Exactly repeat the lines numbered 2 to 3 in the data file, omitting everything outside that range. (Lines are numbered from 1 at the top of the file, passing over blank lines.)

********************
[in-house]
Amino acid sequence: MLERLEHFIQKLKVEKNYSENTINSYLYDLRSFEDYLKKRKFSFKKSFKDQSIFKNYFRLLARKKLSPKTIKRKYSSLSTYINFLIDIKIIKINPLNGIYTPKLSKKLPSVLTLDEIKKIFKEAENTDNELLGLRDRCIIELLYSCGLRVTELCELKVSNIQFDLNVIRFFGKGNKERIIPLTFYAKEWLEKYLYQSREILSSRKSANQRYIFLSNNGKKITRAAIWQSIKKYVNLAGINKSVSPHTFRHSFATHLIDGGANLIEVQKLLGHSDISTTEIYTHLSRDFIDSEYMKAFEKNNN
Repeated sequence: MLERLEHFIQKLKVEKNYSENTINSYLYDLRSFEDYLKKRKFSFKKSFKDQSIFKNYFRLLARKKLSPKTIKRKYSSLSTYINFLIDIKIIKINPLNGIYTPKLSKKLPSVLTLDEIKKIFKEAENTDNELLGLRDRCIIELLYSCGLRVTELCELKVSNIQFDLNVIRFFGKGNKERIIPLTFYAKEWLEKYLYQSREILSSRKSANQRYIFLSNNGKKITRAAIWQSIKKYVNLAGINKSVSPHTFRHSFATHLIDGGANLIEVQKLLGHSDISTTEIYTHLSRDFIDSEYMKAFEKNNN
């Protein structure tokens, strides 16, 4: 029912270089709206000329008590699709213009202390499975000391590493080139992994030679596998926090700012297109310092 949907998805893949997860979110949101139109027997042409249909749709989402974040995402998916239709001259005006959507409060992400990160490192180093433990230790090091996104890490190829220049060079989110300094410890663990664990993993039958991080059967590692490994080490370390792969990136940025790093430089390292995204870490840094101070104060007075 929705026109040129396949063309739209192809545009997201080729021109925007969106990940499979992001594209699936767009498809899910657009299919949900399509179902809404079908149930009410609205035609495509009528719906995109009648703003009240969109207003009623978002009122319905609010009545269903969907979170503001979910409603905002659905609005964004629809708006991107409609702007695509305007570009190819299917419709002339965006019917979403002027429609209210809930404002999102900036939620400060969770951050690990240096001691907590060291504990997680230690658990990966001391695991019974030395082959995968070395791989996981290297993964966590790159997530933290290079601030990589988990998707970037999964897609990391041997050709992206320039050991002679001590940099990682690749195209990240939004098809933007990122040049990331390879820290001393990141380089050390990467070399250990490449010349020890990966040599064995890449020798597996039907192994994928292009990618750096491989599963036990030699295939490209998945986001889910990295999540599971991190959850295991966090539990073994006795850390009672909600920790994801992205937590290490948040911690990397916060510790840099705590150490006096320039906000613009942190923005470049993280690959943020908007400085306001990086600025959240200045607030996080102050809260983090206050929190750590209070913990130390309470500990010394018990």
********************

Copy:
Amino acid sequence: MLERLEHFIQKLKVEKNYSENTINSYLYDLRSFEDYLKKRKFSFKKSFKDQSIFKNYFRLLARKKLSPKTIKRKYSSLSTYINFLIDIKIIKINPLNGIYTPKLSKKLPSVLTLDEIKKIFKEAENTDNELLGLRDRCIIELLYSCGLRVTELCELKVSNIQFDLNVIRFFGKGNKERIIPLTFYAKEWLEKYLYQSREILSSRKSANQRYIFLSNNGKKITRAAIWQSIKKYVNLAGINKSVSPHTFRHSFATHLIDGGANLIEVQKLLGHSDISTTEIYTHLSRDFIDSEYMKAFEKNNN
Repeated sequence: MLERLEHFIQKLKVEKNYSENTINSYLYDLRSFEDYLKKRKFSFKKSFKDQSIFKNYFRLLARKKLSPKTIKRKYSSLSTYINFLIDIKIIKINPLNGIYTPKLSKKLPSVLTLDEIKKIFKEAENTDNELLGLRDRCIIELLYSCGLRVTELCELKVSNIQFDLNVIRFFGKGNKERIIPLTFYAKEWLEKYLYQSREILSSRKSANQRYIFLSNNGKKITRAAIWQSIKKYVNLAGINKSVSPHTFRHSFATHLIDGGANLIEVQKLLGHSDISTTEIYTHLSRDFIDSEYMKAFEKNNN